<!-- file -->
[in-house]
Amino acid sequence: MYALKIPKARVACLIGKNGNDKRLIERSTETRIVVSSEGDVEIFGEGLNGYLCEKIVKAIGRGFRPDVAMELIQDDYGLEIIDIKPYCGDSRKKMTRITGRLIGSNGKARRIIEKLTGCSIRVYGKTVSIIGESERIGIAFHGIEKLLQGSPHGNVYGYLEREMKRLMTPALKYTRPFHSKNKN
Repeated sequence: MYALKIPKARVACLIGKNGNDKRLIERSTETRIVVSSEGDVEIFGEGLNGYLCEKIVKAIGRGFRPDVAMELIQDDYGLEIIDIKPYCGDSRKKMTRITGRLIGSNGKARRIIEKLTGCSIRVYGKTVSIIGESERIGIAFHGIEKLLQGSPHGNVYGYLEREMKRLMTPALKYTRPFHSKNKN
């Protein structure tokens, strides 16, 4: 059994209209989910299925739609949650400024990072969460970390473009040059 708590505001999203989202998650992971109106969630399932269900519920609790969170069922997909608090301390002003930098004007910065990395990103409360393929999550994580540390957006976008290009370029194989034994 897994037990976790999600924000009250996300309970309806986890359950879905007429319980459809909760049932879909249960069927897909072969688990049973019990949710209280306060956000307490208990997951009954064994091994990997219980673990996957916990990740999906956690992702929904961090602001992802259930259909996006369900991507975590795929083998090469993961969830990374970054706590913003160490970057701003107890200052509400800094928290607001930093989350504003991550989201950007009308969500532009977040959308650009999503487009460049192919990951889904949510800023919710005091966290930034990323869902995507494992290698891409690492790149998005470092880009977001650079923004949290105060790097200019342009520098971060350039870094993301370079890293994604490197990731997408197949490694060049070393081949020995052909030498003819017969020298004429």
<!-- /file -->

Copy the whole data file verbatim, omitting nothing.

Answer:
[in-house]
Amino acid sequence: MYALKIPKARVACLIGKNGNDKRLIERSTETRIVVSSEGDVEIFGEGLNGYLCEKIVKAIGRGFRPDVAMELIQDDYGLEIIDIKPYCGDSRKKMTRITGRLIGSNGKARRIIEKLTGCSIRVYGKTVSIIGESERIGIAFHGIEKLLQGSPHGNVYGYLEREMKRLMTPALKYTRPFHSKNKN
Repeated sequence: MYALKIPKARVACLIGKNGNDKRLIERSTETRIVVSSEGDVEIFGEGLNGYLCEKIVKAIGRGFRPDVAMELIQDDYGLEIIDIKPYCGDSRKKMTRITGRLIGSNGKARRIIEKLTGCSIRVYGKTVSIIGESERIGIAFHGIEKLLQGSPHGNVYGYLEREMKRLMTPALKYTRPFHSKNKN
């Protein structure tokens, strides 16, 4: 059994209209989910299925739609949650400024990072969460970390473009040059 708590505001999203989202998650992971109106969630399932269900519920609790969170069922997909608090301390002003930098004007910065990395990103409360393929999550994580540390957006976008290009370029194989034994 897994037990976790999600924000009250996300309970309806986890359950879905007429319980459809909760049932879909249960069927897909072969688990049973019990949710209280306060956000307490208990997951009954064994091994990997219980673990996957916990990740999906956690992702929904961090602001992802259930259909996006369900991507975590795929083998090469993961969830990374970054706590913003160490970057701003107890200052509400800094928290607001930093989350504003991550989201950007009308969500532009977040959308650009999503487009460049192919990951889904949510800023919710005091966290930034990323869902995507494992290698891409690492790149998005470092880009977001650079923004949290105060790097200019342009520098971060350039870094993301370079890293994604490197990731997408197949490694060049070393081949020995052909030498003819017969020298004429």